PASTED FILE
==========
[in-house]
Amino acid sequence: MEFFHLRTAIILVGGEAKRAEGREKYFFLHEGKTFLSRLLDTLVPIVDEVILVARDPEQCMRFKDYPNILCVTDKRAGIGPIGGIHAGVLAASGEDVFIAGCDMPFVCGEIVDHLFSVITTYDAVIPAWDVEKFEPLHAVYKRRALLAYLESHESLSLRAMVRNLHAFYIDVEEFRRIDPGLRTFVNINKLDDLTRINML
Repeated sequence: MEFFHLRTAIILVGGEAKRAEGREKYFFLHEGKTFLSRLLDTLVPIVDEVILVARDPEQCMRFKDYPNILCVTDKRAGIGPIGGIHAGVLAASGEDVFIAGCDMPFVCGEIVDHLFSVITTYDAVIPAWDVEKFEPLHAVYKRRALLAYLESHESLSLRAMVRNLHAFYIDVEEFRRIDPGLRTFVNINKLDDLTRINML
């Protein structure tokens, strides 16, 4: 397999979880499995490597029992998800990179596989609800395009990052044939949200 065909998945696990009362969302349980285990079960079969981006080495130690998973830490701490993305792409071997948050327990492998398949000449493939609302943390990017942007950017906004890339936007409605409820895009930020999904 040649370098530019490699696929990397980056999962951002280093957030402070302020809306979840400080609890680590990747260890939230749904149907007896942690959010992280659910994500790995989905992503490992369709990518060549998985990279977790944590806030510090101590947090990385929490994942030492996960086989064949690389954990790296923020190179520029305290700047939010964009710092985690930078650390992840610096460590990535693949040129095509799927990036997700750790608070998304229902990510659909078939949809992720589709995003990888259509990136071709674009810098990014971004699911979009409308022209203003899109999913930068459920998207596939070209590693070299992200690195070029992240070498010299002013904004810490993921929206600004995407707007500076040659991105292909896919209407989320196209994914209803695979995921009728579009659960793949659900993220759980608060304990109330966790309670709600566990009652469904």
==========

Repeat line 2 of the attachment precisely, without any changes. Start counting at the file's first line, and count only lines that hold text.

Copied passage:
Amino acid sequence: MEFFHLRTAIILVGGEAKRAEGREKYFFLHEGKTFLSRLLDTLVPIVDEVILVARDPEQCMRFKDYPNILCVTDKRAGIGPIGGIHAGVLAASGEDVFIAGCDMPFVCGEIVDHLFSVITTYDAVIPAWDVEKFEPLHAVYKRRALLAYLESHESLSLRAMVRNLHAFYIDVEEFRRIDPGLRTFVNINKLDDLTRINML